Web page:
The Chicago Blackhawks took home the 2015 Stanley Cup. Since it’s their third in the last six years, you can officially consider them a hockey dynasty. One constant on each of their championship teams has been their defensive stopper Duncan Keith.
Keith was more important than ever in this year’s playoff run. His clutch performance, tough and consistent defensive play and smart decision making helped him earn the Conn Smythe Trophy as the most valuable player in the playoffs.
Keith especially excelled late in games, making big plays in overtime and scoring two game-winning goals—one of which sealed the championship in Game 6 of the Finals against the Tampa Bay Lightning. He also logged an insane 31:06 minutes per game and clocked 700 minutes this post-season—only the fourth player in NHL history to hit that mark.
This performance didn’t come out of nowhere. Keith trains hard in the off-season under the guidance of Doug Crashley, owner of Crash Conditioning. Crashley puts Keith—and many other pro hockey players—through a comprehensive training program designed to increase his stride power and overall strength on the ice so he can blast shots from the point or outmuscle opponents along the boards.
This work has made Keith one of the most reliable defenseman in the NHL, and its a big reason why Keith will have his name etched on the Cup for a third time.
Here’s a look at some of the training Keith does at Crash Conditioning.
In this exercise, Keith jumps from one leg to the other, which helps him with cuts and lateral movement on the ice.
- Keep your toes and hips pointed forward.
- Use your arms to help move your lower body.
- Land on the balls of your feet with your toes pointed up and knees slightly bent.
Sets/Reps: 3×5 each leg
Standing Broad Jumps
Broad Jumps are a good way to work on leg power and acceleration. “Any time we can produce more power with our legs, it’s going to benefit us as hockey players, that’s our bread and butter,” says Crashley.
- Propel your body up and out by fully extending your hips, knees and ankles.
- Use your arms to create momentum.
- Land on the balls of your feet with a slight bend in your knees.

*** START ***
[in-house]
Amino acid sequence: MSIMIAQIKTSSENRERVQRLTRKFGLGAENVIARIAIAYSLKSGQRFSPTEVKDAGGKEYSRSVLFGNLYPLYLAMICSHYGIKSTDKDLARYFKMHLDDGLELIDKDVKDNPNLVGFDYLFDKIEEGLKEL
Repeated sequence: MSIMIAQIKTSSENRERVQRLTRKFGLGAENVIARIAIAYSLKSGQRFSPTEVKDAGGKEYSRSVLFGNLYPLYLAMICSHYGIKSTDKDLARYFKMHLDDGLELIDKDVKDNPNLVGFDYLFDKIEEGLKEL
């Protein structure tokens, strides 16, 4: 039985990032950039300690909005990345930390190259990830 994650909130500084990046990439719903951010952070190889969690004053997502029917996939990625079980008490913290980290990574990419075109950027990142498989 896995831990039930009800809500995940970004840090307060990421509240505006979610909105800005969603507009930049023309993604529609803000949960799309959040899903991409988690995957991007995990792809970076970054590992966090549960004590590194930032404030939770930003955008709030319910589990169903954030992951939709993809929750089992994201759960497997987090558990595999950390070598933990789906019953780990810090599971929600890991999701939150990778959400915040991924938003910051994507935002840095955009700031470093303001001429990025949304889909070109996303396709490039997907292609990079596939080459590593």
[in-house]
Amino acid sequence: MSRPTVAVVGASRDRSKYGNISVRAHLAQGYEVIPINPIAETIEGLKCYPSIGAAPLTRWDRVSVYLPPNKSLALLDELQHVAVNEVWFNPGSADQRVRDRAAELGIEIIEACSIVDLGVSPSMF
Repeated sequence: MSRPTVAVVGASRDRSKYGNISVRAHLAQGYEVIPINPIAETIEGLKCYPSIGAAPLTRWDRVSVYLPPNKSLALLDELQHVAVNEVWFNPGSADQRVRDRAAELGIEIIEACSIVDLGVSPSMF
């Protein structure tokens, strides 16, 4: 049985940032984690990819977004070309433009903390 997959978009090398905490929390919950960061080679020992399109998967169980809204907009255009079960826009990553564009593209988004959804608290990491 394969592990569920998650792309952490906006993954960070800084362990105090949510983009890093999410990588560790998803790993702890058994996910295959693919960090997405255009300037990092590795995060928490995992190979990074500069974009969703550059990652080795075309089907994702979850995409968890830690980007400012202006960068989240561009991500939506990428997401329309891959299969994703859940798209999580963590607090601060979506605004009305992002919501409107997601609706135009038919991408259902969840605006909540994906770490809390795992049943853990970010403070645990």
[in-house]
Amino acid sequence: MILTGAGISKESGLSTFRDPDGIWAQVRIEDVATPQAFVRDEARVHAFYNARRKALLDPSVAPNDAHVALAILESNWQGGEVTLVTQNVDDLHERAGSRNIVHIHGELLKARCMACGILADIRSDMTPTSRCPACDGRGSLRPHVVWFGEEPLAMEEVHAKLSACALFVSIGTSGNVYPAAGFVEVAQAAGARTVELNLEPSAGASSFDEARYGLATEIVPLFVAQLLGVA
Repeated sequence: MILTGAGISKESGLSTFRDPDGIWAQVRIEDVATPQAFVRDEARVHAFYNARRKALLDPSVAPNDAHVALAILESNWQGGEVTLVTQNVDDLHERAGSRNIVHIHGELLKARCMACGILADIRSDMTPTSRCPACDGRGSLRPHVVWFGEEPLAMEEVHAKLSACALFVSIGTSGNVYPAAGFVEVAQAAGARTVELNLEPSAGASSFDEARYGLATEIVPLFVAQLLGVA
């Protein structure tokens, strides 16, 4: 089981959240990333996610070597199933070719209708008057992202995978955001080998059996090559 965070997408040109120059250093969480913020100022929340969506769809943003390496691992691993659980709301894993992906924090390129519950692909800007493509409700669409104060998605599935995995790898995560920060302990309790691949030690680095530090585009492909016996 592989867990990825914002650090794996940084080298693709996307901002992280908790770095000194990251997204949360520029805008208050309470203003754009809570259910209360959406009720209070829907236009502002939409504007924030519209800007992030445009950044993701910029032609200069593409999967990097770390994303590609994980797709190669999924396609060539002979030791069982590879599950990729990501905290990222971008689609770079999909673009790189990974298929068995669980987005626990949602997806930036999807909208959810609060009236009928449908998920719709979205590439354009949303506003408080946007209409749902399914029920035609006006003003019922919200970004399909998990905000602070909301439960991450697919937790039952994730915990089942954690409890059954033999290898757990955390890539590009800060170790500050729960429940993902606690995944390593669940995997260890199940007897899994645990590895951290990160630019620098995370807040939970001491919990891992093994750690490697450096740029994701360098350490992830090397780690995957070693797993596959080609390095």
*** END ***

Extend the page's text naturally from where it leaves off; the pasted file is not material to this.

- Perform jumps rapidly with minimal time on the ground.
Performing this move increases Keith’s power when driving off the ground at a 45-degree angle, exactly how he strides on the ice.
- Bound off the ground at a 45-degree angle.
- Begin by holding the landing position; progress to continuous bounding.
- Keep your back flat and your chest up.
- Use your arms to help while bounding.
- Aim for maximum height and distance on each bound.
- Land on ball of your foot and use your hips, knees and ankles to cushion the landing.
- Perform continuously as quickly as possible.
Sets/Reps: 2×20 meters
Dumbbell Squat Jumps
This is another max power exercise. The more force Keith can put into the ground, the faster and more powerful he’ll be on the ice.
- Use proper squat form: back flat, chest up, hips back and knees behind your toes.
- Lower until your knees are bent at about 120 degrees.
- Use 10 to 20 percent of your body weight for resistance.
- Explode up for maximum height.
The Single-Leg RDL increases strength in the glutes and hamstrings, two muscles that are critically important for your skating stride and other hockey skills, such as shooting and body checking. It also increases stability in the hips and core, important when striding and maintaining balance off one leg.
- Balance on one leg and keep your opposite leg bent at a 90-degree angle.
- Hold the weight in the hand opposite your balancing leg.
- Keep your back flat and your neck in neutral position.
- Bend at the hips and keep your knees behind your toes.
- Use control going up and down.
Sets/Reps: 3-4×5-12 each leg
Physioball Alternating Dumbbell Bench
Keith strengthens his chest with the Physioball Alternating Dumbbell Bench. He doesn’t use heavy weight, instead focusing on performing quality reps and maintaining balance. It’s especially important for Keith to be able to drive his arms against opponents when trying to overtake them in front of the net or in the corner, without losing control of his body.
- Use a physioball that allows you to bring the weight down to chest level.
- Place your shoulder blades on the physioball, bridge your back and bend your knees at 90 degrees.
- Keep your torso parallel to the ground.
Lateral Resistance Band Squat
Placing a band above your knees while you squat puts the focus on the glutes. It also helps to prevent your knees from buckling, creating an ideal situation for maximum power. This position creates a solid and strong position for Keith to stride from.
- Place a band around your legs above the knees.
- Focus on maintaining proper squat form: back flat, chest up, hips back, knees behind toes and feet slightly wider than hip-width.
- Keep toes and knees pointed forward.
This is a power or power-endurance exercise, pushing Keith to maximize his power quickly and repetitively. Crashley says that this is great for Keith, because hockey is a power-repetitive and power-endurance sport. The drill also helps Keith work through fatigue to prepare him for those double overtime games.
- Perform Clean, Front Squat, Push Press and Back Squat in circuit fashion.
- Maintain proper squat form: back flat, chest up, hips back, knees behind toes and feet slightly wider than hip-width.
- Use your hips and legs to press the weight overhead.
- Bring our thighs below parallel in both the Front Squat and Back Squat.
- Start with light weight and focus on form.
Sets/Reps: 3×5 with 4 minutes rest